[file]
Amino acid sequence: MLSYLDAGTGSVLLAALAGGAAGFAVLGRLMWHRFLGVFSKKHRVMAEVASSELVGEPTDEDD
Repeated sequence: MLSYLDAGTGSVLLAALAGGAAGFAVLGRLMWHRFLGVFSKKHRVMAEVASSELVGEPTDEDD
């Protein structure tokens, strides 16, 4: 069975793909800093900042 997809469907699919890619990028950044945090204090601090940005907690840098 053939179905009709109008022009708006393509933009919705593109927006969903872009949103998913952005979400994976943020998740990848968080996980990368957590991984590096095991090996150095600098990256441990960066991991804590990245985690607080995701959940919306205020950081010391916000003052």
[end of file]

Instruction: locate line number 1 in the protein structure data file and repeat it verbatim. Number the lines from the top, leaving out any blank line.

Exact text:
Amino acid sequence: MLSYLDAGTGSVLLAALAGGAAGFAVLGRLMWHRFLGVFSKKHRVMAEVASSELVGEPTDEDD